HMRC and the Advertising Standard Authority (ASA) have launched a joint enforcement notice on misleading adverts as part of a campaign to disrupt promoters. The notice requires promoters to be clear about the potential consequences of tax avoidance in any online adverts. Immediate sanctions include having their paid advertising removed from search engines and follow-up compliance action, which can include referral to Trading Standards: https://www.gov.uk/government/news/hmrc-and-asa-launch-new-action-to-disrupt-promoters-of-tax-avoidance-schemes.
On 12 November 2020, the Government announced a series of measures designed to clamp down on promoters of tax avoidance schemes and shortly the Government will consult on:
- making UK partners equally responsible for the anti-avoidance regime penalties incurred by offshore promoters;
- giving taxpayers more information on the products sold to them by promoters;
- ensuring promoters face quick and significant financial consequences for promoting tax avoidance so they do not continue to profit while HMRC investigates them; and
- providing HMRC with additional powers to shut down promoters that continue to promote schemes and to stop them from setting up similar businesses.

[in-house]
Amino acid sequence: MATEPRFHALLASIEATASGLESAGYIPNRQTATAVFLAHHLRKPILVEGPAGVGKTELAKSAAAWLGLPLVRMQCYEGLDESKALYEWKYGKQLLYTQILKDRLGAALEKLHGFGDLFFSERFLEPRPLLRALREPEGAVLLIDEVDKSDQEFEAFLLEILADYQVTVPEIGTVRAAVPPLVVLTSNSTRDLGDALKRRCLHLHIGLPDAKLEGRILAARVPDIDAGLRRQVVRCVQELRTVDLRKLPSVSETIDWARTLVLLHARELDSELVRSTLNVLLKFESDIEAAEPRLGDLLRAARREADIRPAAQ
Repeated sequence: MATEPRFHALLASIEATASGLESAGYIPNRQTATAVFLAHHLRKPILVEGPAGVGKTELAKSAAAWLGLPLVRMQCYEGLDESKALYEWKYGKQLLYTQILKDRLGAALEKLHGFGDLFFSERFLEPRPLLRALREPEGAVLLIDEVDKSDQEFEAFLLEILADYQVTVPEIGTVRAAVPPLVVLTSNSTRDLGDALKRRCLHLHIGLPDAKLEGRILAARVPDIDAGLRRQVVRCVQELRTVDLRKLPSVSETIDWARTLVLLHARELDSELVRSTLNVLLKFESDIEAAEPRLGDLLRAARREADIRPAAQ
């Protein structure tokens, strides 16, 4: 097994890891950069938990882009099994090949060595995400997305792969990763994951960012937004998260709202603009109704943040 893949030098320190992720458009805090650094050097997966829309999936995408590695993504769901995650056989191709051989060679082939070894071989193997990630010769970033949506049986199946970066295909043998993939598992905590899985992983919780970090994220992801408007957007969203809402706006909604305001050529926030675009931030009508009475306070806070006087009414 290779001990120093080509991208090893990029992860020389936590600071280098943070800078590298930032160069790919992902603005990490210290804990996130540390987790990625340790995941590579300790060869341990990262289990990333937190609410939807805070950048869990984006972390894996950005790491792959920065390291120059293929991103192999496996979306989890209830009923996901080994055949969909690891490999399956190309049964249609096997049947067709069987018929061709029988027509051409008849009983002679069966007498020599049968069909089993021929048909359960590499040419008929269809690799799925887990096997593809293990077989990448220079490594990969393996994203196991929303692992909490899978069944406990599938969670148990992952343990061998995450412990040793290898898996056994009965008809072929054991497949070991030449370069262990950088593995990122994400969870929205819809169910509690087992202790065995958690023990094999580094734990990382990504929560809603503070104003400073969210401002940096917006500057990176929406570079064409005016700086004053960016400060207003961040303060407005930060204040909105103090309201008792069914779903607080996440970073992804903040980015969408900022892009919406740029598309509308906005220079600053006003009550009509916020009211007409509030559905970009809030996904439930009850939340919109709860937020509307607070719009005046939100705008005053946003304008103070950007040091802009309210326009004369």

The Government has also announced it will launch a consultation on a proposal to require advisers to hold professional indemnity insurance, giving taxpayers greater recourse against bad tax advice.
It is assumed that HMRC will take the stance that arrangements falling within those set out in their spotlights will be considered disguised remuneration schemes and will include the purpose of avoiding tax see https://www.gov.uk/government/collections/tax-avoidance-schemes-currently-in-the-spotlight-number-20-onwards.
However, the spotlights don’t allow HMRC to conclude that it is reasonable to suppose an arrangement is for the purpose of avoiding tax. That still needs to be established and will inevitably fall on the courts to decide possibly on a case by case basis. An easier option may have been for legislation to have prescribed what arrangements would automatically be deemed to have a purpose of avoiding tax.